Quote: The Future Of Feminism

My vision? A feminist movement that works toward a world where no one is limited or defined by their gender identity.

A quote from Miriam in her goodbye post to Feministing. Even if you’ve never followed her work, I strongly suggest reading about her thoughts on the future of feminism and where the movement needs to go in order to be successful.


What I Can Do With Birth Control Coverage

Barack Obama is asking women what it would mean to them if they didn’t have to cover the basic health care of birth control. Here was my answer:

This policy will impact my life because I’ll know that every month, I’ll be able to be safe.

I’ll be able to control my painful cramps enough to go to my job every day.

I’ll be able to know that if I choose to be intimate, I’ll be responsible about it.

I’ll know that every month, I’ll have that extra $50 to spend on food, necessities, and my asthma medication.

I’ll be able to know that even if I have to take a lower paying job some day, I won’t have to choose between birth control and dinner.

I’ll be able to control when or if I have children, and how many.

I’ll be able to work in a career and know there’s minimal chance of me getting pregnant and having to cost the company money with maternity leave.

These benefits are numerous and I know I am not alone in them.

This benefits everyone – women, men, children, companies, families. Everyone is effected by birth control access in some way – being able to control not only your own health, but your own family planning is what allows 50% of the population to move forward and, in that, progress America.

To put yet another hurdle to birth control in the way of women is to say, “I do not want America to move forward. I do not want our workforce strong, our population under control, or our people happy.”

Can I Be A Feminist If

I hear this a lot:

“Can I be a feminist if I shave my legs?”

“Can I be a feminist if I make a sandwich for my husband?”

“Can I be a feminist if I wouldn’t have an abortion?”

“Can I be a feminist if I am Catholic?”

“Can I be a feminist if I am a stay at home mom?”

The answer to all of these and more is a resounding YES! Yes, you can wear an apron, clean the kitchen, get married and have 100 babies and still be a feminist.

Unlike misogynists/sexists – feminism believes you should have the choice to do or be something, rather than having the choice made for you on the sole basis that you are a woman.

Feminism isn’t about how you look, what happens in your uterus (or even having a uterus), your religion, your marriage, your home life, your past, or who you make a sandwich for.

It’s about having the choice to be or not be something – and making that choice on your own time and benefit. To be a mother, or a wife, or a CEO, or a rockstar. It’s about choosing to be hairy or hairless, a breadwinner or a bread baker (or neither, or both), Catholic or Atheist or a worshiper of the Flying Spaghetti Monster.

So yes, you can be a feminist if you shave your legs. Or don’t have a uterus. Or do want to keep your baby. Or do want to stay at home. It’s not any of my business what you choose to do or be – but I will defend your right to choose it.


Mississippi: “The best way to solve all our problems is to take away birth control.”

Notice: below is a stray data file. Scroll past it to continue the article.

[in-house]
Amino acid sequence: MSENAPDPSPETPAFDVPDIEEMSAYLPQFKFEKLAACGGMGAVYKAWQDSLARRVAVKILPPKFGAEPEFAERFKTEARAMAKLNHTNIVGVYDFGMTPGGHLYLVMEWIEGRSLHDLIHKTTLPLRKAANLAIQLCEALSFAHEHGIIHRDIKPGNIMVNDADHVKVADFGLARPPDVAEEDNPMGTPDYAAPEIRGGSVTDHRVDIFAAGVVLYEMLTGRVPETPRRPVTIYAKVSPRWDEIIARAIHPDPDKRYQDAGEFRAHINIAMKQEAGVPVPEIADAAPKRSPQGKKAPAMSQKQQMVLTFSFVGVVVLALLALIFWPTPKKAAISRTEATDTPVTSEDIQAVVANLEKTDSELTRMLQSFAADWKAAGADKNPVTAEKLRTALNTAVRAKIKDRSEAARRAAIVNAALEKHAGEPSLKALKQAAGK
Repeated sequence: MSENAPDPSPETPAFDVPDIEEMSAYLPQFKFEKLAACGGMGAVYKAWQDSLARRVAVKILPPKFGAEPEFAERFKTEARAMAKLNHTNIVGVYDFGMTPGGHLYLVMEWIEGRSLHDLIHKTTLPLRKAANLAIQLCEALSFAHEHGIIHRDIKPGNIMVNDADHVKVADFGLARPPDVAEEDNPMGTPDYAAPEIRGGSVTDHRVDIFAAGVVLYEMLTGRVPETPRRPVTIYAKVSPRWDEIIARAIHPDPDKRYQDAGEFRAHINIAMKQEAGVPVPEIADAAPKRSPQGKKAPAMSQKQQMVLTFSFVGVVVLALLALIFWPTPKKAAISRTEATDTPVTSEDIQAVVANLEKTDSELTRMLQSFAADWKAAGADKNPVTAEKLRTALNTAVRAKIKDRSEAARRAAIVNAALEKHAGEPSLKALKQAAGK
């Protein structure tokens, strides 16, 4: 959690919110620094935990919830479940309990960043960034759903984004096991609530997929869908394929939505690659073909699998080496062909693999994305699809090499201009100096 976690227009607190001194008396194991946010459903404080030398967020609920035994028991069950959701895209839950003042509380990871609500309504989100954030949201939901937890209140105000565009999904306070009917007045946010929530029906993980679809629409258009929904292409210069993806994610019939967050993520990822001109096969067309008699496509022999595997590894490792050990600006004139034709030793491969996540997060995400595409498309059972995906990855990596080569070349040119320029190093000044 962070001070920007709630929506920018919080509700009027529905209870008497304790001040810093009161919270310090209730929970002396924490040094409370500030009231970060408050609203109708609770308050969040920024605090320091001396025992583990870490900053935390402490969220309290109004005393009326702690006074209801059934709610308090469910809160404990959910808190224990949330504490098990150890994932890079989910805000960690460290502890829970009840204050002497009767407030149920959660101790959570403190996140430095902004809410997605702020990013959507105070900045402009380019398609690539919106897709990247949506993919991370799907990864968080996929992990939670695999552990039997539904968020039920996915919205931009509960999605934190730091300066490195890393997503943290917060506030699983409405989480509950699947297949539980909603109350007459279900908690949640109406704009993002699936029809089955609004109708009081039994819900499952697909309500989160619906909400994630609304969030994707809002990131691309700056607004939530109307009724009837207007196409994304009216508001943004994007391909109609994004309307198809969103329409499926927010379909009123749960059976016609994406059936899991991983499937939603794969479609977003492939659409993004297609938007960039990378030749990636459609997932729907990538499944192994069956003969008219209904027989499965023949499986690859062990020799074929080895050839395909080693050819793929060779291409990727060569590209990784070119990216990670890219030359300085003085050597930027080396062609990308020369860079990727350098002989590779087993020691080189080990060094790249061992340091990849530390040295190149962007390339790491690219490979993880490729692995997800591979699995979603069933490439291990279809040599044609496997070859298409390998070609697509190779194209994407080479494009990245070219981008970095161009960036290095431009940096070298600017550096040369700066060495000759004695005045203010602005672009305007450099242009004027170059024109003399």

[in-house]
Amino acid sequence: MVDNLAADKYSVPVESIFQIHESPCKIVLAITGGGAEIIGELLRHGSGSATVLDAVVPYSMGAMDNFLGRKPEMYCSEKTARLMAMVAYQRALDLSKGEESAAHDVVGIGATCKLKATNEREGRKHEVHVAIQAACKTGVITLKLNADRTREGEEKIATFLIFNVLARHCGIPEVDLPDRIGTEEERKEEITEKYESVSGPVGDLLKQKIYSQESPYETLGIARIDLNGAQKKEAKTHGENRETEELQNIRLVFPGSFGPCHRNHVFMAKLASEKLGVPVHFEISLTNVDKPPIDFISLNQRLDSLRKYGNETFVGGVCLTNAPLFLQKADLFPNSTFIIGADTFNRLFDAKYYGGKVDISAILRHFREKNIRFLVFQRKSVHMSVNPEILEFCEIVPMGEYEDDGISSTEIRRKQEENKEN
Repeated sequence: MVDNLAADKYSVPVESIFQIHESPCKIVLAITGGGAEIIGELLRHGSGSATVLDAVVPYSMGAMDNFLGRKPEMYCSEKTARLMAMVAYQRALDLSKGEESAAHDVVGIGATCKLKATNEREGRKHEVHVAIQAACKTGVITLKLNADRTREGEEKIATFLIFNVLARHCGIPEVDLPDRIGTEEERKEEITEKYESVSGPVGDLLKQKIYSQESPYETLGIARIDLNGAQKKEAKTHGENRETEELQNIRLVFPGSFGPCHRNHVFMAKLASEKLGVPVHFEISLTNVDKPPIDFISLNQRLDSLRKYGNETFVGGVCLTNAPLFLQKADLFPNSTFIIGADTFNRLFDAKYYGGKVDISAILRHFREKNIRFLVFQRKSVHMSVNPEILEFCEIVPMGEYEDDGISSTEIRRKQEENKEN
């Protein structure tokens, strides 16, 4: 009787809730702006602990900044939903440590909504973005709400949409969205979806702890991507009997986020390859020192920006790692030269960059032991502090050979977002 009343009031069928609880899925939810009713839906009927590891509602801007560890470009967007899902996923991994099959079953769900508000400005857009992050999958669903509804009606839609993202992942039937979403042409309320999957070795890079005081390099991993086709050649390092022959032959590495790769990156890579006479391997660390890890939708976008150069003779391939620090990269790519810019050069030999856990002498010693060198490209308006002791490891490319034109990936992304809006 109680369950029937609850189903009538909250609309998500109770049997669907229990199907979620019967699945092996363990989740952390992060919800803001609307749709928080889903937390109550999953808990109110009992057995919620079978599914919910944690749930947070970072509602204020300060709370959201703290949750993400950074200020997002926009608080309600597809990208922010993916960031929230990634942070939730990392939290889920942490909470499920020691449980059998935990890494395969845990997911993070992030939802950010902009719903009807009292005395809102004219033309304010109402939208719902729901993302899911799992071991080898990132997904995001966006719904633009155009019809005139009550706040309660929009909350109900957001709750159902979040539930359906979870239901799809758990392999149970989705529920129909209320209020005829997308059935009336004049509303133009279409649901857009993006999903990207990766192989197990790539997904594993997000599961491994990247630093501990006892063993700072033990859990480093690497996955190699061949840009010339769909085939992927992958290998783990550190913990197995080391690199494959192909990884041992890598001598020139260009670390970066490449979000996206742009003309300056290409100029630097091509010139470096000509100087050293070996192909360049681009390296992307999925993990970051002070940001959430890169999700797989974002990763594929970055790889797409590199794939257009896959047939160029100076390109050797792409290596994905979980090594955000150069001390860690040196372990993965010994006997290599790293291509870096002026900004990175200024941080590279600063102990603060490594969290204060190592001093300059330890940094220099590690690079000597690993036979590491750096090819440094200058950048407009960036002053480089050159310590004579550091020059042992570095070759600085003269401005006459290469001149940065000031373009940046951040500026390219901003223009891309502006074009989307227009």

Mississippi sure knows how to solve a problem!

They have the highest poverty rate in all of North America.

They have the highest rate of childhood obesity.

They have the 8th highest rate of HIV/AIDS in the country.

And their shining crown of glory – the highest rate of teen pregnancy births in the country.

It’s a recession, people are out of work, fed up with wars, lack of resources, and fickle government. They’re getting knocked up all over the damn place and then feeding their children crappy food because nutrition education is lacking.

NEVER FEAR! yells a bunch of batshit insane ultra conservatives, WE HAVE THE ANSWER!

The answer to solve your most pressing problems of poverty, obesity, HIV, and teen pregnancy…

At last, something that focuses on the hard hitting problems that effect everyone: what is happening with someone else’s body.

Mississippi’s Amendment 26 looks to create a “protection of personhood for anyone of any developmental stage” meaning some sperm that’s wigglin’ it’s way in to an egg (or before, because conception is like fertilization, and pregnancy is a punishment for sex).

The poorly written, holier-than-though, white-top-class-privilege-denying load of shit defines personhood as beginning at fertilization or “the functional equivalent there of”, meaning the pill, Plan B, IUDs, the patch or anything that equals conception.

But that’s not a big deal, because sex is for procreation only which is why it’s a public matter and not pleasurable or natural, and therefor unneeded.

Also it solves the state’s problems, which was what again? Oh yeah, abortions and stuff. Priorities!

Mississippi readers, vote no on Amendment 26 so that rape and incest victims, those who enjoy sex, those looking to in vitro-fertilization, those who are married and don’t want more kids, those who cannot afford more children, and the common person don’t have to have their body and actions regulated by the government.

UPDATE: It didn’t pass, hoorah hoorah! While this is just a small victory (the amendment is going up in other states), it is still a big step! Keep fighting, uterus-defender!